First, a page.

OK, we’re halfway through..
11. Pier-to-pier services will grow
Whether you’re getting your IKEA shelves assembled, your car pooled, your business funded or your lost luggage returned by a guest staying at the hotel you just left – pier to pier support networks are taking off in clusters around the globe and I think we’ll see an upward surge in adoption of these services.
12. Demand for on Demand will rise and simplify
We’ve seen a proliferation of streaming services and the (ahem) rollout of 5G should make it easier to access content on the go but, it’s been getting messy and service providers have got desperate in the greedy race against each other. 2020 will be the year consumers realise they don’t need to spend as much on entertainment and will choose their preferred supplier and cut the rest.
OK, less about tech and more about people…
13. People will focus on fun more
The last decade has largely been about saving for your future self, a self that for the masses has been thrown into turmoil by political and economical strife. As we stride into the ‘Experience Era’, we do so with consumers who are realising once again that life is for living and freeing themselves of the shackles their previous generations held them to. We will see much more fun and excitement in how people go about their every day whilst still keeping an eye to what’s next. Brands that win will embrace and enable this as often as they can.
14. GenZ will make treads on writing the change for our future
2019 saw a huge uprising in GenZers self proclaiming to be the generation that will save us all from the damage we have caused; the world, the news, our images, our self esteem and so on. 2020 is set to be stirred up and driven even more by GenZ seeking to change the future whether; Greta Thunberg for climate change (I imagine you know who she is), Billy Monger for Adversity (a double amputee F1 racer) or Tiffany Zhong for smart investing (she’s one of the worlds youngest VC’s). And if you think you’re older and wiser you should still be listening because according to McKinsey and Gartner GenZ will make up 40% of consumers before 2020 is out.
15. Brands that ignore CX will lose out
We have seen first hand how the digital evolution is fundamentally altering consumer expectations; changing how companies and brands create, deliver and capture value. Simply changing technology or ‘doing’ digital is not enough. Our BAV studies (you can learn about this here) showed that brands that create connected experiences for and around their consumers (CX) see on average: 51% uplift in differentiation from those that don’t, +38% brand esteem (strength and stature), 41% increase to become a top preference, see +21% emotional commitment, have +17% commitment and loyalty and +31% pricing power. It quantifiably strengthens not just the brand but the sustained business growth. The Forrester CX Index shows that every CX focused business profited in 2019, an insight also backed by the S&P 500 that additionally highlights those that didn’t embrace CX fell in value.
16. Successful brands will show loyalty (proactive CX) before expecting loyalty in return
Smart brands know that profitability is better related to loyalty rather than constant market share growth. Having spent years challenging lazy marketers to stop handing out briefs that have the objective ‘to grow’ in them (obviously you want to grow if you’re marketing!!!) I am finally seeing many, many more brands leaning in to proactively sorting their CX offering so they can offer credible value to consumers before expecting purchase in return. These brands will win in 2020 and the next decade belongs to them.
17. Businesses will combine and simplify their revenue portfolios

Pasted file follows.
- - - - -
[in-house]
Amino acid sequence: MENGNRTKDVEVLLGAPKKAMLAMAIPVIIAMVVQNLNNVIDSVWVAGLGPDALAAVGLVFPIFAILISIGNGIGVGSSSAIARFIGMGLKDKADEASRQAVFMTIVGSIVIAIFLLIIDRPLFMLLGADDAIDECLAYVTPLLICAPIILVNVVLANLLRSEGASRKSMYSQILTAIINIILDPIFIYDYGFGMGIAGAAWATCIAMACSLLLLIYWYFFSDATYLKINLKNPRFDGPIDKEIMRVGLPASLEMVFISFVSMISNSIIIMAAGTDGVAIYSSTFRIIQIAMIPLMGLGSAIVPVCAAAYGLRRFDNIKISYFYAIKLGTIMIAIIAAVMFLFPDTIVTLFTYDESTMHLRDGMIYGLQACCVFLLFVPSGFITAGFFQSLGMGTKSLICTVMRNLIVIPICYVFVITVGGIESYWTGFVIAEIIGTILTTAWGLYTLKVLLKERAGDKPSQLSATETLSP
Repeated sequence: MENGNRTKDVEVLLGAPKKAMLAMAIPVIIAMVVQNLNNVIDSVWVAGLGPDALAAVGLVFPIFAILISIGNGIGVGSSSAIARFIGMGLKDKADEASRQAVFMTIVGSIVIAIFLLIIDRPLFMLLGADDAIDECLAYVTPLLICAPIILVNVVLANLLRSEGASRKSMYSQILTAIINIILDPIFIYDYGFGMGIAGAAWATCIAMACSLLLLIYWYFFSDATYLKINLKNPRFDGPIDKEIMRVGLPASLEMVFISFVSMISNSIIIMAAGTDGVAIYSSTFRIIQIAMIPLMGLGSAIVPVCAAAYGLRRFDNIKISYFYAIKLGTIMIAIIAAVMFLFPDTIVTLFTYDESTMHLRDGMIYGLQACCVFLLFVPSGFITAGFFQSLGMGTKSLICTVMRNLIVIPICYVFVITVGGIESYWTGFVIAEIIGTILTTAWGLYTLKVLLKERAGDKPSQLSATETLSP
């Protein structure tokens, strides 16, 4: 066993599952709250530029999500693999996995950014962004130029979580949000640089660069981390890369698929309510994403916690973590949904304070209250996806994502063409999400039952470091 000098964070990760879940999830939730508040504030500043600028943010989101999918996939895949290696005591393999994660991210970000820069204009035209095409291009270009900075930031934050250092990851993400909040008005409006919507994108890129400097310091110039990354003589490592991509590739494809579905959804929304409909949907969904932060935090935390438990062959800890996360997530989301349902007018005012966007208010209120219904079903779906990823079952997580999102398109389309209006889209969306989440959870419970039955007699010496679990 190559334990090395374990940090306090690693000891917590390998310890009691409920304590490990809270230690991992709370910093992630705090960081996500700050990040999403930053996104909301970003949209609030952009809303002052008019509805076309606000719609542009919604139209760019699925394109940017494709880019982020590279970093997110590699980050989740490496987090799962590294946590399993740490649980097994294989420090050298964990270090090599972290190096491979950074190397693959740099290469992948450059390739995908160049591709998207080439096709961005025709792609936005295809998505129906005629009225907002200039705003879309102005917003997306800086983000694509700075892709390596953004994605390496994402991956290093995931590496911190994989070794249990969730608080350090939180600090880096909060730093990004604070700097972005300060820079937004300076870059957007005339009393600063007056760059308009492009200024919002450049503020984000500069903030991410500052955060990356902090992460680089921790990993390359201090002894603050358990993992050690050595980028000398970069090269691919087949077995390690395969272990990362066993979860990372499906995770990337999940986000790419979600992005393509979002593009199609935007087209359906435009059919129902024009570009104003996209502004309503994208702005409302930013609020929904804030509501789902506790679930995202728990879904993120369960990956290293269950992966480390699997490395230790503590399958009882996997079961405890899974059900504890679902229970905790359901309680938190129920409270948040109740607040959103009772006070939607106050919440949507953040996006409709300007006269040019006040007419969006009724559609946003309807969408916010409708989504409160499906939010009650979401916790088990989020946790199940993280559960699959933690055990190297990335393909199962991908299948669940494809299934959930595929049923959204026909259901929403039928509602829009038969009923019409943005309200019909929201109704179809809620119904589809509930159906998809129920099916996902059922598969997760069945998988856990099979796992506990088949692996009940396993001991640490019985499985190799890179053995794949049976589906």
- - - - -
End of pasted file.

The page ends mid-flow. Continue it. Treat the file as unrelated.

Brands and businesses that understand their consumers have already started aligning silo’d teams around combined business models as an output, combining; sales, marketing, customer services and product development. This helps de-silo customer data and provide a ‘one customer pov’ (if you believe in such a thing). 2020 will see the knock on effect of this, and as business model innovation leads to full attribution and one overall return so we will need the coming together of all revenue-driving teams.
And to end on a few big points…
18. Climate change will force business change
At some point in every business value chain there is a crossroad with nature and the ignorance to the impact of these crossroads has been displaced too much over the last few years. There is nowhere to hide and no excuse to do so anymore and I think 2020 is the year that businesses will be forced to stop ignoring the signs as their bottom lines decline whether directly or indirectly related to climate change. A mixture of social responsibility, shifts in management, technology adoption, consumer awareness and consumer loyalty combined have got us to a critical mass for changing business models in order to address their damage on our climate.
19. Consumers will enforce profit and purpose to become combined metrics through their purchase decisions
Further to my point above, consumers buy into brands that consistently and clearly stand for something good. 2019 called for brands to DO stuff not just SAY stuff and 2020 will see the evolution of this. My mantra remains steady as we head into this next year ‘Good Businesses will do Good Business’. It’s not complicated; if you’re damaging the climate then you’re damaging your bottom line. So if you use plastic packaging, find a way to stop. If your product is full of unsustainable sources, find sustainable ones. STOP putting the emphasis on your consumers and START putting it on your business.
20. Businesses will recognise that people (not tech) will lead them into the future
From start ups to global corporations, the era of relying on technology to drive the future is shifting to one that recognises more widely that technology should drive the people to drive the future. I think we will see a reprioritisation of effort and investment around human centred thinking and doing within organisations, this in turn will be reflected on how these businesses act outwardly and the uplift on brand strength and business performance will be visible. As Henry Ford once said, ‘A business that makes only money is a very poor business.’
And there you have it, if you got to the end THANK YOU. I hope you found some of it interesting and the very best of luck to you and your business in 2020.